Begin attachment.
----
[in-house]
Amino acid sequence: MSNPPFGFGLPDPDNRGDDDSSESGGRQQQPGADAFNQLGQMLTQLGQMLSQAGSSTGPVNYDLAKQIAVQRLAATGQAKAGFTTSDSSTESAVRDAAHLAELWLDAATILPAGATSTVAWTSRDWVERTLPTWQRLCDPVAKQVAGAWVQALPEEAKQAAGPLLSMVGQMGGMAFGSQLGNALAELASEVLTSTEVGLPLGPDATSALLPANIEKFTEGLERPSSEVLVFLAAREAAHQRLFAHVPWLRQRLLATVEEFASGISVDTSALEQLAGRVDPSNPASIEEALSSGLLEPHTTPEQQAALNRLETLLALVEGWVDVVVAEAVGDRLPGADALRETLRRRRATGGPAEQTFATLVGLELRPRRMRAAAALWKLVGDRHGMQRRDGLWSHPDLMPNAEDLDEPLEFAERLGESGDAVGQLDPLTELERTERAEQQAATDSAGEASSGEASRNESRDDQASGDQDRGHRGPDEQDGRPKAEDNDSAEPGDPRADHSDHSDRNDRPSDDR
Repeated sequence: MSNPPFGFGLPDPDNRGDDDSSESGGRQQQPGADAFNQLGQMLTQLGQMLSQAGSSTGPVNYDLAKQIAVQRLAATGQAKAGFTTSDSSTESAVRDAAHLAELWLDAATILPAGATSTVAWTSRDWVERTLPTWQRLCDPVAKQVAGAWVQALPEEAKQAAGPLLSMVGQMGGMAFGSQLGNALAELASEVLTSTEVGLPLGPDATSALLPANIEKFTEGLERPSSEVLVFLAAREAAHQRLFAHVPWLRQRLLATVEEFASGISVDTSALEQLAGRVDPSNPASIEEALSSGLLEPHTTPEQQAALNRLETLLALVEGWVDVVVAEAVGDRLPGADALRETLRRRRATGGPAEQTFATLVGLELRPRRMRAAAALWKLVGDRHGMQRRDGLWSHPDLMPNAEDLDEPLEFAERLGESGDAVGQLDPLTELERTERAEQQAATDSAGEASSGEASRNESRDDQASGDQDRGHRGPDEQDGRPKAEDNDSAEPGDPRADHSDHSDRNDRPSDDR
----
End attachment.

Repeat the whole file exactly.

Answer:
[in-house]
Amino acid sequence: MSNPPFGFGLPDPDNRGDDDSSESGGRQQQPGADAFNQLGQMLTQLGQMLSQAGSSTGPVNYDLAKQIAVQRLAATGQAKAGFTTSDSSTESAVRDAAHLAELWLDAATILPAGATSTVAWTSRDWVERTLPTWQRLCDPVAKQVAGAWVQALPEEAKQAAGPLLSMVGQMGGMAFGSQLGNALAELASEVLTSTEVGLPLGPDATSALLPANIEKFTEGLERPSSEVLVFLAAREAAHQRLFAHVPWLRQRLLATVEEFASGISVDTSALEQLAGRVDPSNPASIEEALSSGLLEPHTTPEQQAALNRLETLLALVEGWVDVVVAEAVGDRLPGADALRETLRRRRATGGPAEQTFATLVGLELRPRRMRAAAALWKLVGDRHGMQRRDGLWSHPDLMPNAEDLDEPLEFAERLGESGDAVGQLDPLTELERTERAEQQAATDSAGEASSGEASRNESRDDQASGDQDRGHRGPDEQDGRPKAEDNDSAEPGDPRADHSDHSDRNDRPSDDR
Repeated sequence: MSNPPFGFGLPDPDNRGDDDSSESGGRQQQPGADAFNQLGQMLTQLGQMLSQAGSSTGPVNYDLAKQIAVQRLAATGQAKAGFTTSDSSTESAVRDAAHLAELWLDAATILPAGATSTVAWTSRDWVERTLPTWQRLCDPVAKQVAGAWVQALPEEAKQAAGPLLSMVGQMGGMAFGSQLGNALAELASEVLTSTEVGLPLGPDATSALLPANIEKFTEGLERPSSEVLVFLAAREAAHQRLFAHVPWLRQRLLATVEEFASGISVDTSALEQLAGRVDPSNPASIEEALSSGLLEPHTTPEQQAALNRLETLLALVEGWVDVVVAEAVGDRLPGADALRETLRRRRATGGPAEQTFATLVGLELRPRRMRAAAALWKLVGDRHGMQRRDGLWSHPDLMPNAEDLDEPLEFAERLGESGDAVGQLDPLTELERTERAEQQAATDSAGEASSGEASRNESRDDQASGDQDRGHRGPDEQDGRPKAEDNDSAEPGDPRADHSDHSDRNDRPSDDR